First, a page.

Victory for collaborating brands as court confirms liability of marketplace operators
The European Court of Justice (ECJ) has confirmed that operators of physical marketplaces may be held liable for the sale of counterfeit and other illicit goods by market traders.
Acting on behalf of brands including Tommy Hilfiger, Lacoste and Burberry, anti-counterfeiting network REACT initiated the action against Delta Center, the tenant of a Prague marketplace which sub-lets to traders. The brand owners discovered that counterfeits were being sold on stalls on the marketplace and asked the Czech court for Delta Center to stop renting sales areas to those selling illicit goods. The Czech Supreme Court referred two questions to the ECJ:
- Are market operators intermediaries to stallholders who commit IP infringement?
- Should market operators that lease premises to infringers be held to the measures set out in Article 11 of 2011’s L’Oréal v eBay decision on the rules governing online marketplaces?
In Case C-494/15 the ECJ concluded that the operator of a physical marketplace may be forced to stop trademark infringements committed by market traders, because it should be seen as an intermediary within the meaning of Article 11 of the EU Enforcement Directive (2004/48/EC). The ECJ stated that whether the provision of a sales point is within an online marketplace or a physical marketplace is irrelevant because the scope of the directive is not limited to e-commerce.
The ECJ further confirmed that the conditions for an injunction issued against a physical marketplace are identical to those that apply to online intermediaries, although it added that those injunctions must be “effective and dissuasive” and “must not create barriers to legitimate trade”. It also confirmed that the intermediary may be forced to proactively take measures to prevent new infringements of a similar nature.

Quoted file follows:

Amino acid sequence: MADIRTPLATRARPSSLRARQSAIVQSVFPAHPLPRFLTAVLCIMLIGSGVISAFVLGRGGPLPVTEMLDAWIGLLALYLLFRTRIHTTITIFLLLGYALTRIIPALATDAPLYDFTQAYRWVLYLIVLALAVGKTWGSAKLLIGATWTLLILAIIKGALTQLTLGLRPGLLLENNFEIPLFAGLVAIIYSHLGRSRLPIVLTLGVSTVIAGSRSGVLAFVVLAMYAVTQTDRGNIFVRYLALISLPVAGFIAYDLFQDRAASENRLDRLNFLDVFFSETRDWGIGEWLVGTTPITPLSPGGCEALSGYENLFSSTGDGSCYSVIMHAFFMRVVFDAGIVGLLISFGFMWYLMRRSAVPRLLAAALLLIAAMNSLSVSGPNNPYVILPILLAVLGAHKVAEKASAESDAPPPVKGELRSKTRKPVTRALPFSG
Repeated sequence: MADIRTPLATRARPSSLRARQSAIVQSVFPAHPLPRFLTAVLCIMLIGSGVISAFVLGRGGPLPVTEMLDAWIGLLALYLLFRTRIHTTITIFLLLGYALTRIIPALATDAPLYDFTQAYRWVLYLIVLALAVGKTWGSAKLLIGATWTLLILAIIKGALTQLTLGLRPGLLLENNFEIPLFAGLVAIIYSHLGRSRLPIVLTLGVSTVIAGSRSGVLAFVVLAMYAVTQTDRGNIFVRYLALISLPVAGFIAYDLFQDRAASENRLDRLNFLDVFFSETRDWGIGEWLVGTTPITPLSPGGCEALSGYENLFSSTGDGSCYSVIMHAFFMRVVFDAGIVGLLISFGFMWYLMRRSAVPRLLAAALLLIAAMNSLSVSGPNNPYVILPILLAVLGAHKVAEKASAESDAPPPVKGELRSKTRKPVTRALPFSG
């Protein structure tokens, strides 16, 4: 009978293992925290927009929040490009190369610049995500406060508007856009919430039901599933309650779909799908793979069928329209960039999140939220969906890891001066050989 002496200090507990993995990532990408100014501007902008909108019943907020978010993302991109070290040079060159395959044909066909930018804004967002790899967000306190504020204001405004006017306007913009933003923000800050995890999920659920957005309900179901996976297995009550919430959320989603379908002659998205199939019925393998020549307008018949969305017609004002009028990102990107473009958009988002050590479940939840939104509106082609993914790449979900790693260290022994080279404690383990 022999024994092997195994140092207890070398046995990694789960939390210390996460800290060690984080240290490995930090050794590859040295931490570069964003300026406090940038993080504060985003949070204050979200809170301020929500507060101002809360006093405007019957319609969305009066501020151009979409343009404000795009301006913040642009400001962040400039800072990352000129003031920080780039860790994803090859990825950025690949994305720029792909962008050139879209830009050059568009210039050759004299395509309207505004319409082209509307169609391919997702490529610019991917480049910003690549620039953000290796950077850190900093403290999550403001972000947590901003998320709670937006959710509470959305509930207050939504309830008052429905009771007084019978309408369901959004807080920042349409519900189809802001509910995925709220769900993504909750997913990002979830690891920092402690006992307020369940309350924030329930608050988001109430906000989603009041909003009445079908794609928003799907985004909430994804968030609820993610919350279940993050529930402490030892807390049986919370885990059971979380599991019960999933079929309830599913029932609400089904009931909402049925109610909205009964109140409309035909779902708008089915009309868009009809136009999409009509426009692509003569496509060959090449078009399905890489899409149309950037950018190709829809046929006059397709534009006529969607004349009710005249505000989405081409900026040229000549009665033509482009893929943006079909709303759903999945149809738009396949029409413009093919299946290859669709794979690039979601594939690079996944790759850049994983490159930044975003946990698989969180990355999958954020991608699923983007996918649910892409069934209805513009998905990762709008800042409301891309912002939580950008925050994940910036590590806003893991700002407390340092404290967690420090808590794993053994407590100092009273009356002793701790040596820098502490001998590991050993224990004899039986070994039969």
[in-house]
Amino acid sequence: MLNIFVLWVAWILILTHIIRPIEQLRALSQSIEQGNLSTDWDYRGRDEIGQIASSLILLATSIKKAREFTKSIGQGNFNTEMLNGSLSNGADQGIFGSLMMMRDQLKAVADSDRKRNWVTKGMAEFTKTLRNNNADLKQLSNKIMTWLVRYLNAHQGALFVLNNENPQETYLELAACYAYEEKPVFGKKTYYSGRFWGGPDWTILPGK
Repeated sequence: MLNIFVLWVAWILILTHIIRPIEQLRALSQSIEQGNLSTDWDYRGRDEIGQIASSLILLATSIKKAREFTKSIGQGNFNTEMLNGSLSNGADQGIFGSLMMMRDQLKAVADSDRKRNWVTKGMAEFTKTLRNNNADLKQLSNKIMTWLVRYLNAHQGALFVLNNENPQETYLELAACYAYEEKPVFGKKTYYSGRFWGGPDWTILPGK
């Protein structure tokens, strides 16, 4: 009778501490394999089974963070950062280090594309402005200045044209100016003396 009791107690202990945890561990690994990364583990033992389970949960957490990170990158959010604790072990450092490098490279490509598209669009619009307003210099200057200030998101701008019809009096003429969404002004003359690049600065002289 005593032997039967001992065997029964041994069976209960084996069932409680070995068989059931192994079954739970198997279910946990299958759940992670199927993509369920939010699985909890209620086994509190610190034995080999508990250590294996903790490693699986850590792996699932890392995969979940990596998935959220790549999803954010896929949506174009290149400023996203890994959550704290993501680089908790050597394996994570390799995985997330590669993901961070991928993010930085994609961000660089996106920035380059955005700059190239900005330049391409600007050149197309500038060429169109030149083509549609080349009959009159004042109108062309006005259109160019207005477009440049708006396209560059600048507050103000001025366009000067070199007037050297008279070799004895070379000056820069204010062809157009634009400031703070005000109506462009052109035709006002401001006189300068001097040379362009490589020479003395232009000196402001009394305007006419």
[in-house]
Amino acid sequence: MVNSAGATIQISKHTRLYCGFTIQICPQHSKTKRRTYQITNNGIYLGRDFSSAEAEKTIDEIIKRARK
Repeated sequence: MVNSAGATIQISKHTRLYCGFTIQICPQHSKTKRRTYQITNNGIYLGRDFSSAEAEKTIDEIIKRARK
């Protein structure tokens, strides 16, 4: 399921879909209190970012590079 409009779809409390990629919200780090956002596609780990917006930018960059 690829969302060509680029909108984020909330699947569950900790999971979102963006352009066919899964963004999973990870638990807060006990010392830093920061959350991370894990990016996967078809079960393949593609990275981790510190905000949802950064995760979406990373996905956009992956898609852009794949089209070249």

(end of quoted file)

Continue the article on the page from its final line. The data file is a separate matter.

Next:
REACT’s managing director, Ronald Brohm, said that the decision will create a precedent that should improve anti-counterfeiting operations for all brand owners, adding that he now sees “no grounds” for market operators to refuse claims when procedures are followed appropriately. He also praised the brands’ collaboration in the action, which he contends was crucial to achieve a positive outcome: “Joint actions are stronger because the involvement of more IP rights obviously increases the chances of success, costs are reduced and the successful precedents make the rights owners’ support easier, which enables us to take such initiatives more often.” As such, he revealed that REACT will seek to launch similar precedent-setting legal actions against physical marketplace operators in other jurisdictions “where needed” and “where we have good reasons to believe that the courts may support them”.
The Czech courts had rejected the liability of the landlord, which was a very bad signal that things would not change. So the ECJ decision confirming that landlords may be considered intermediaries and may be the subject of injunctions is very good news. It remains to be seen what the Czech courts and authorities in other EU jurisdictions will do with this decision. It might be the case that brand owners will have to restart actions where landlords are not taking sufficient measures to prevent repeated infringements in their premises, but they will be able to base their case on the ECJ’s decision. In this regard, it is definitely a step forward.
Vincent Stauffer, in-house legal counsel at the Federation of the Swiss Watch Industry